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Can I refinance an underwater ‘kiddie condo’?

Q: I got a kiddie condo loan with my son almost 10 years ago. He has moved out and my daughter now lives in the home while she attends law school. The home is underwater. I would love to refinance it but don't know if I can. My son no longer lives there and my daughter's credit won't qualify. My husband and I have excellent credit and have always made all the payments on this home.

A: If the home is underwater, there is really only one possible refinance avenue to explore: the Home Affordable Refinance Program (HARP).

However, the key item is that the loan must be owned or backed by Fannie Mae or Freddie Mac and originated prior to June 1, 2009. Without these, your loan cannot be considered for the program.

Looking up your loan

To start with, see if you can look up your loan with either Fannie Mae or Freddie Mac. If it is there, you'll want to proceed by getting in touch with your servicer (the number or website should be on the mortgage statement or bill). Second homes and investment properties are eligible for the program, so your kiddie condo should be, regardless of current occupancy.

Credit score

Your daughter's credit does come into play, but she could be eligible for a refinance even if her score is as low as FICO 620. However, a weak credit score will drive up the cost of the loan--whether via a higher rate or fees or both--and may diminish the value of the refinance.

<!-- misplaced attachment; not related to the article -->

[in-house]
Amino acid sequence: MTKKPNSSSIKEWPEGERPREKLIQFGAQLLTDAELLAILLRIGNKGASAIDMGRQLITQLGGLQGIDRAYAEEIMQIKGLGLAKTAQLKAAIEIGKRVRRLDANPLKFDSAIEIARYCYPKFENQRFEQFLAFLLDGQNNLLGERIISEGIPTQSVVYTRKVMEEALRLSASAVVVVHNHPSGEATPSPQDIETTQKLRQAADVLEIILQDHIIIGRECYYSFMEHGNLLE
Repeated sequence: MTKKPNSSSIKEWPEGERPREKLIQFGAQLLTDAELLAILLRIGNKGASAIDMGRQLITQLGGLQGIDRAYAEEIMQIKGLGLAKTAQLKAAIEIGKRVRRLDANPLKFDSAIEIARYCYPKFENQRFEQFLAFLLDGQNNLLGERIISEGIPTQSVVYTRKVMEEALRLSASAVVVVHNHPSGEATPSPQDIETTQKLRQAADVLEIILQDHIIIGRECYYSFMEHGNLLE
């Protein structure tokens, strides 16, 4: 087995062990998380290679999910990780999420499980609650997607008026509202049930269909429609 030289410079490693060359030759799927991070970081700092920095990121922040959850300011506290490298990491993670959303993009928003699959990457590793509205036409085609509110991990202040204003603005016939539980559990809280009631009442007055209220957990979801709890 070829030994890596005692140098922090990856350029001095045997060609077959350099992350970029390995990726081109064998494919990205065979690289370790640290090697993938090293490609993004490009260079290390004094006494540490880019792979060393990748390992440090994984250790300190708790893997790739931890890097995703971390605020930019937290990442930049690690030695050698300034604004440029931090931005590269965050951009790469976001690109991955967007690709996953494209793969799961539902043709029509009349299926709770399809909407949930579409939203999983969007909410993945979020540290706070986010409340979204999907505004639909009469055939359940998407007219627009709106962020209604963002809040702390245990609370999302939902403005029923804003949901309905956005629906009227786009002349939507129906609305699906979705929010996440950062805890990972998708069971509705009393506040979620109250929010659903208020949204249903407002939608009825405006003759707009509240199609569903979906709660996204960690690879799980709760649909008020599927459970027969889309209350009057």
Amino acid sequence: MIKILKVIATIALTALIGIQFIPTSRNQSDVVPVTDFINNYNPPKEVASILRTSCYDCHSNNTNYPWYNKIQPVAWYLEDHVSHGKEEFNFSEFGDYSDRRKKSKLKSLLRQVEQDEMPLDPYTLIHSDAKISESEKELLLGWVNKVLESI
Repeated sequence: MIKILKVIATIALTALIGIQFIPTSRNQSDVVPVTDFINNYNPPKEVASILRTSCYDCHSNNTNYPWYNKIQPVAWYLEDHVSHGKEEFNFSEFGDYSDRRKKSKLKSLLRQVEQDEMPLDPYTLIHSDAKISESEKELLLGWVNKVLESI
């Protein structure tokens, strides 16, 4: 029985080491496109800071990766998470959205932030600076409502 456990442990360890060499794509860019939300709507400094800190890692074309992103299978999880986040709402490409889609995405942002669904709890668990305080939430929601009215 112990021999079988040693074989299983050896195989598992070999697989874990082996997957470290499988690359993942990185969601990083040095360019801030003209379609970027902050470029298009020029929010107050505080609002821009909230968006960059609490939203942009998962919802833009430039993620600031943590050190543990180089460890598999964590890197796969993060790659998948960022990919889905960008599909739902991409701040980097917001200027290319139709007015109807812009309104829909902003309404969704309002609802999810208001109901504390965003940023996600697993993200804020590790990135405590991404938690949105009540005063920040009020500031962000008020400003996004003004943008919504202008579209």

If the loan is eligible, you'll want to talk to your servicer about terms and fees. If your servicer does not participate in HARP, you are free to go shop the open market for a deal.

More help from HSH.com

  • What is a rate and term refinance?

    Homeowners have a variety of reasons for refinancing and each reason can indicate that one refinance option or another makes the most sense.
  • When refinancing at a higher rate makes sense

    Trade your old mortgage for a new, higher-rate version? There are times when it actually makes sense.
  • Should I pay off a mortgage early?

    By making extra principal payments or refinancing your mortgage, you could pay a lot less interest and free yourself from your mortgage ahead of schedule. Here are the pros and cons of retiring your mortgage early.
  • How does a refinance in 2017 affect your taxes?

    After a mortgage refinance, there are some specific "dos" and "don'ts" you need to know prior to filing your income taxes, as well as a few pointers that can help you lower your tax bite.

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